Bristol Civic Society reject Zoo housing plans over fears historic site will become ‘gated community’

It says the Zoo’s plans are ‘neither fish nor fowl’

The Bristol Civic Society has slammed plans to turn Bristol Zoo into a housing development and public park over fears the historic site will eventually become a ‘gated community’.

Bristol Zoo announced back in 2020 that it would close its Clifton site for good and move out of the city after 186 years to its Wild Place Project in South Gloucestershire.

Since then a row has broken out on what should happen to Bristol Zoo Gardens, the historic 136 acre site and ‘oasis of calm’ that the Zoo will leave behind.

The Bristol Zoological Society (BZS) wants to sell parts of the site for housing with approximately 200 homes created in new or converted buildings, and open it as a public park with a playground, lake and cafe.

A planning application was lodged in June but meanwhile, OurBristolWorld has launched a counter-proposal to create a ‘virtual reality zoo’ at the site.

The BZS’s plans have been backed by many including Bristol Mayor Marvin Rees, as they will lend a financial boost to the attraction while providing more housing for Bristol, something the city is desperately in need of.

An artist’s impression of what the new apartment blocks built at the site could look like. 20 per cent of the new homes will be ‘affordable’.

Others such as the Clifton and Hotwells Society are not convinced, deeming the plans ‘unimaginative’ - and now the Bristol Civic Society has joined that fore, as it says the plans are ‘neither fish nor fowl’.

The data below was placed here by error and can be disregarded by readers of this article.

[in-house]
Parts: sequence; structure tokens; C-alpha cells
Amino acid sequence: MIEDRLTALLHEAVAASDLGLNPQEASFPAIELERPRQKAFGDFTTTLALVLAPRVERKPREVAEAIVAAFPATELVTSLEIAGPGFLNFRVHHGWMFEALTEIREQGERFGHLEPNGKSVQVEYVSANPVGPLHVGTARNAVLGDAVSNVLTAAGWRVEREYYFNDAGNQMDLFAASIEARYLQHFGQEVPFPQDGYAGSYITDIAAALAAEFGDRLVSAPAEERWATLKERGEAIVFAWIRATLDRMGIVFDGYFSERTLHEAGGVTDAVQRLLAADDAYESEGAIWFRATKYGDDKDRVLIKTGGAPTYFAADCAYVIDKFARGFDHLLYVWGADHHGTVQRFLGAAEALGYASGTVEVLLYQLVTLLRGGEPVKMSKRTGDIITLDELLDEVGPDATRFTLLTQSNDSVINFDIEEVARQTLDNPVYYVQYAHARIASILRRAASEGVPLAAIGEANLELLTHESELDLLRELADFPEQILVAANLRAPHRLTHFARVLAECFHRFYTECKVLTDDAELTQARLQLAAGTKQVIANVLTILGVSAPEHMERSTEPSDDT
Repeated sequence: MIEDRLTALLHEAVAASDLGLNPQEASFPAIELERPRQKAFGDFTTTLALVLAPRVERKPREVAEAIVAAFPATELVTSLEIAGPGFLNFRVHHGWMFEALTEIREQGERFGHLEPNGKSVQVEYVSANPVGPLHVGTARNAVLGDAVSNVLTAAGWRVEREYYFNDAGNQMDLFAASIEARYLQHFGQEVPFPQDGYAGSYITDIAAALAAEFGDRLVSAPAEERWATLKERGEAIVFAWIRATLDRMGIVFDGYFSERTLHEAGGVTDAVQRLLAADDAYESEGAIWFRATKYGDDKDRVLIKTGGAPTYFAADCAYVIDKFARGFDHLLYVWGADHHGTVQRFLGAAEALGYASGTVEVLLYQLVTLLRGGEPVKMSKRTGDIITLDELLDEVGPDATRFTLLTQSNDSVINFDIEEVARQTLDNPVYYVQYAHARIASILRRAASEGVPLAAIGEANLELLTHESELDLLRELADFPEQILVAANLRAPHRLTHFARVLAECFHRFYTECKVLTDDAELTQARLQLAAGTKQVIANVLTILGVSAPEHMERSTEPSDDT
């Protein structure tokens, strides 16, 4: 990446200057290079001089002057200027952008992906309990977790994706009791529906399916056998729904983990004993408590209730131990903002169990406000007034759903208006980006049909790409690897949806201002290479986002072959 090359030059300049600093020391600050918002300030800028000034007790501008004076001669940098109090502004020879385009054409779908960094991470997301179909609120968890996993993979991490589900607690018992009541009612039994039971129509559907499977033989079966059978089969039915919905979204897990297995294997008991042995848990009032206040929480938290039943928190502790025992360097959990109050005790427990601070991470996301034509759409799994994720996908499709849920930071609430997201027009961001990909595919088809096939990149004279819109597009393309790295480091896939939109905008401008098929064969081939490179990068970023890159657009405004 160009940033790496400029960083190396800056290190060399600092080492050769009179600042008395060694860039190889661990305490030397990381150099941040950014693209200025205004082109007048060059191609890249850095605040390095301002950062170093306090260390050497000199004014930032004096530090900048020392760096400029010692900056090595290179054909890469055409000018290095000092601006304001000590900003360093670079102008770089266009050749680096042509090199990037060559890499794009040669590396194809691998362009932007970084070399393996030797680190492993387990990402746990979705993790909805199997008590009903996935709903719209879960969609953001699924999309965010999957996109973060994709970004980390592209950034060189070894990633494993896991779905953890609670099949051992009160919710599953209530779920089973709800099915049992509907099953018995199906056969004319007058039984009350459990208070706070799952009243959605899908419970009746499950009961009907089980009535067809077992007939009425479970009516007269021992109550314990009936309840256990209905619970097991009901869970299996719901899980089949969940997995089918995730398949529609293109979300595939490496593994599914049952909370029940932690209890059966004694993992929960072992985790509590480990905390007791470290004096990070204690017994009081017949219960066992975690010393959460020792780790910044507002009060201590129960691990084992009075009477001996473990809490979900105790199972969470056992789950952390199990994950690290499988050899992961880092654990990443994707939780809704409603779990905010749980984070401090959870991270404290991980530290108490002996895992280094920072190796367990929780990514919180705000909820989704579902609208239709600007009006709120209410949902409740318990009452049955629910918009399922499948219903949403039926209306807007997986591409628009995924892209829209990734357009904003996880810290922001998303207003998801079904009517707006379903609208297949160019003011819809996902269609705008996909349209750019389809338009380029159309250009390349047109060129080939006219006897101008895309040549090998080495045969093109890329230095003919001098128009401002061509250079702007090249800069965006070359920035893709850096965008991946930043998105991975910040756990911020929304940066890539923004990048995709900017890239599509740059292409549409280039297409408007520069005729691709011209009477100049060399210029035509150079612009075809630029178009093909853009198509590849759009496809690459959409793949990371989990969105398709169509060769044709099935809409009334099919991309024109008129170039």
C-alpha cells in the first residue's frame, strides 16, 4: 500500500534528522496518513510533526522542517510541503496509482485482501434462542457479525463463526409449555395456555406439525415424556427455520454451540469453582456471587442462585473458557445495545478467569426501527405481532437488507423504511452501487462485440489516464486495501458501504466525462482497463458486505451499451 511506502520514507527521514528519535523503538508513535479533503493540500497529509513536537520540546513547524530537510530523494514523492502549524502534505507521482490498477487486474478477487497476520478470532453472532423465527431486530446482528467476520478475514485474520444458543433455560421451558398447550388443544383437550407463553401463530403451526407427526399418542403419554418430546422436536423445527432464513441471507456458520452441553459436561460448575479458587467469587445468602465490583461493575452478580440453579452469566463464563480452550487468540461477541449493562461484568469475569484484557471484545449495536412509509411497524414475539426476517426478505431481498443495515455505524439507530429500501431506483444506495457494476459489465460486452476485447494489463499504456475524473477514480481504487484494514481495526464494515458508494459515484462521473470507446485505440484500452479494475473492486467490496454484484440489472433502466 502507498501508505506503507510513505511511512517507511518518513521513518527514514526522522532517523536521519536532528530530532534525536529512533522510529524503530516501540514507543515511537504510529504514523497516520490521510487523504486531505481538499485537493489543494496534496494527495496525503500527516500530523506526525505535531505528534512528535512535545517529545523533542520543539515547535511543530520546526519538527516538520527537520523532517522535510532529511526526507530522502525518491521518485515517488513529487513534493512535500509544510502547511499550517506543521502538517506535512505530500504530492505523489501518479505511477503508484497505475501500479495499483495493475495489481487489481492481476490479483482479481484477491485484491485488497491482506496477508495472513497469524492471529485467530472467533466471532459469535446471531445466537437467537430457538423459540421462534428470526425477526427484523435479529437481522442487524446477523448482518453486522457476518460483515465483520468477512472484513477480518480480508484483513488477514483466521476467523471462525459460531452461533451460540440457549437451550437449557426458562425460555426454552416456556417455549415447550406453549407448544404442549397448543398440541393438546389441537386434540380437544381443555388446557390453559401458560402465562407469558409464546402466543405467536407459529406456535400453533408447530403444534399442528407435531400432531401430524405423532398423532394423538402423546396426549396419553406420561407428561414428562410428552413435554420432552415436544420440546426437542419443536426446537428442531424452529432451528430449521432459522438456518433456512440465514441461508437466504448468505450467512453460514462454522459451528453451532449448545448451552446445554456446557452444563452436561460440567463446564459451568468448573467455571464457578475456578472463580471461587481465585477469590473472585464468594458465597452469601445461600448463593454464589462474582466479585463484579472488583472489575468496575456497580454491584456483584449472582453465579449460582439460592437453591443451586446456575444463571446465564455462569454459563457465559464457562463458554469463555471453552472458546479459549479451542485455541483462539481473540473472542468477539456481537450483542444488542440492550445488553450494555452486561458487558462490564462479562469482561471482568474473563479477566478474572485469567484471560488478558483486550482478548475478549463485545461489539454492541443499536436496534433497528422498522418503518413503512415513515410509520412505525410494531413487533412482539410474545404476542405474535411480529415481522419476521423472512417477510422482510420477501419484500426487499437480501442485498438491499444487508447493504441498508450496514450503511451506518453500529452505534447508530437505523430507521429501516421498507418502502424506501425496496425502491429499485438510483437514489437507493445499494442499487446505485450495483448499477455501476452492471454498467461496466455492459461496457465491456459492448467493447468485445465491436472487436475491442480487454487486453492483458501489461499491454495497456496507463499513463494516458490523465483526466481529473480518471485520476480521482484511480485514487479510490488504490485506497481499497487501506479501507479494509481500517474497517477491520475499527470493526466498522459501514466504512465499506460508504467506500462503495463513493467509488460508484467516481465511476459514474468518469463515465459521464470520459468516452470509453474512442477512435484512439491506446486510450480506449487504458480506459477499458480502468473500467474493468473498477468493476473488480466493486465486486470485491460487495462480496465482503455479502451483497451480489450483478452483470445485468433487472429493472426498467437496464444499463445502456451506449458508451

In a formal submission against the plans, the group said: “[The site] would be better either being kept as open space or redeveloped for housing.

“The Society questions who will wish to visit the site when it is surrounded and dominated by private housing.

“The special character of the existing Gardens will be further eroded with vehicles accessing an area where no vehicles have previously been permitted, both passing through the open space and parking there on a permanent basis.

“The verdant nature of the area will inevitably be completely transformed.”

Bristol Zoo Gardens would be opened to the public for free for the first time since it opened in 1836.

The BCS added that maintaining such a significant area of open space, presumably paid for by service charges on future residents who will also be housed in coverted buildings throughout the Zoo site, would be ‘challenging’.

“There will be inevitable pressure to create a gated community at some point in the future,” the group added.

“The Zoo Gardens currently provide an oasis of calm that has been enjoyed by Bristolians for generations.

“We consider that they are of such special environmental and historical importance that they should be retained as a fully accessible public asset.”